The Crispr company Verve Therapeutics was launched this week with a funding round of $58.5m led by Google’s venture arm, GV. And Verve is also partnering with Google’s sister company Verily, whose nanoparticle technology will be used to help develop drugs for coronary artery disease. This is a bit of a change of plan on Verily’s part – it had initially intended to use the nanoparticles, on which it has been working since it was still a part of Google X, for diagnostic applications. The notion then was that the particles would attach to particular types of cells and be detected by a separate device. But the group now says that, theoretically at least, nanoparticles can be engineered to deliver therapies to individual cells or tissues, though it admits that it will be tough to develop a product capable of targeting drug delivery that precisely. It is focusing on lipid-based nanoparticles including liposomes, which it hopes will fuse with the targeted cell’s membrane and deliver the therapeutic payload – Verve’s Crispr nucleases and base editors. Combining two still unproven concepts is risky; still, with a market cap of more than $800bn, Google will be able to cope if its investment goes south.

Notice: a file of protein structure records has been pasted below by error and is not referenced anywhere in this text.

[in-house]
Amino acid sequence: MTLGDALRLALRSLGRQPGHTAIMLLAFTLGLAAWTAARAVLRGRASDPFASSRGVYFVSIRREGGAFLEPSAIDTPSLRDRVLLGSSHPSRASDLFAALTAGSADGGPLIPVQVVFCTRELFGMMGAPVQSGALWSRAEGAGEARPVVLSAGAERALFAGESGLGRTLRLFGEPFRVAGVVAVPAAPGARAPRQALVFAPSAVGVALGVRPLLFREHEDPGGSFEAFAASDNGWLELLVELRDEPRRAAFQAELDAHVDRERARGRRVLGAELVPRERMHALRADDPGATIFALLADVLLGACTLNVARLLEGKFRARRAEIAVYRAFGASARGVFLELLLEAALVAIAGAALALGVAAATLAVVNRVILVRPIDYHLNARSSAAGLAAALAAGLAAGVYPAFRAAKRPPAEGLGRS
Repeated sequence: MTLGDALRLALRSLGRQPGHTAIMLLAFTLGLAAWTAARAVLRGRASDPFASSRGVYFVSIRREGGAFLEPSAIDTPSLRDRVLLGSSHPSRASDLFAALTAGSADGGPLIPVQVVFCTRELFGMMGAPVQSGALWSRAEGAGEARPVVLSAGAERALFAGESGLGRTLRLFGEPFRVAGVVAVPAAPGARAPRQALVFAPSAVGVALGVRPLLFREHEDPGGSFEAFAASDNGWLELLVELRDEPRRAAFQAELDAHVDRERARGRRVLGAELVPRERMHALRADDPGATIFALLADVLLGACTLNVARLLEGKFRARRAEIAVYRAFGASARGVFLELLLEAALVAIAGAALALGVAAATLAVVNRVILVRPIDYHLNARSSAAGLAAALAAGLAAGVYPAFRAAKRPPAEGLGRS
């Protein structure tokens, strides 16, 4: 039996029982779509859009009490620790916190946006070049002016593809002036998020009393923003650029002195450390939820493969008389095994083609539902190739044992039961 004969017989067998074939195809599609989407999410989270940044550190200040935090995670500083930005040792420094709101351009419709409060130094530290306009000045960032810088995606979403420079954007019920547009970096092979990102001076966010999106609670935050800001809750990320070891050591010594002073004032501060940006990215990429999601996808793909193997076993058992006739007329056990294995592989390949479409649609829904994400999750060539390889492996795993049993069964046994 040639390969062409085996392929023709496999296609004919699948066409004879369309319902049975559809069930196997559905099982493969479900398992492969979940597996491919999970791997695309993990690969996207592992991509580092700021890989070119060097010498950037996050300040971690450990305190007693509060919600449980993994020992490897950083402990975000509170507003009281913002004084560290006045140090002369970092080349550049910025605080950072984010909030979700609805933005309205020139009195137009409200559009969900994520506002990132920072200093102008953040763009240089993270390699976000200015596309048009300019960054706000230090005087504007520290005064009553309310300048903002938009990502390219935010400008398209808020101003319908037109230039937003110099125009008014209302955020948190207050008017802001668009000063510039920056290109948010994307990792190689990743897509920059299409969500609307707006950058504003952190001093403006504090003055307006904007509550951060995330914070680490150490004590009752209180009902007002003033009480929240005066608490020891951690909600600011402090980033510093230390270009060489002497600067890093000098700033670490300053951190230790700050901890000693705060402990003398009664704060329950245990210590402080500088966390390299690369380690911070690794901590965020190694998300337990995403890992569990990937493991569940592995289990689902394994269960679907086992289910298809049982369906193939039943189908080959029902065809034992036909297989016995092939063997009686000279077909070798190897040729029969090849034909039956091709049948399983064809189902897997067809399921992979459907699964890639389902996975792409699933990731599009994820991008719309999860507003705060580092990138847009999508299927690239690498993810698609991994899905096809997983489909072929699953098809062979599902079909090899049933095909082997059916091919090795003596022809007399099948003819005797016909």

|Verve Therapeutics’ venture funding|
|Date||Round||Investment ($m)||Lead investor||Investor|
|May 7, 2019||Series A||58.5||Yes||GV|
|-||Arch Venture Partners|
|Source: Company communications.|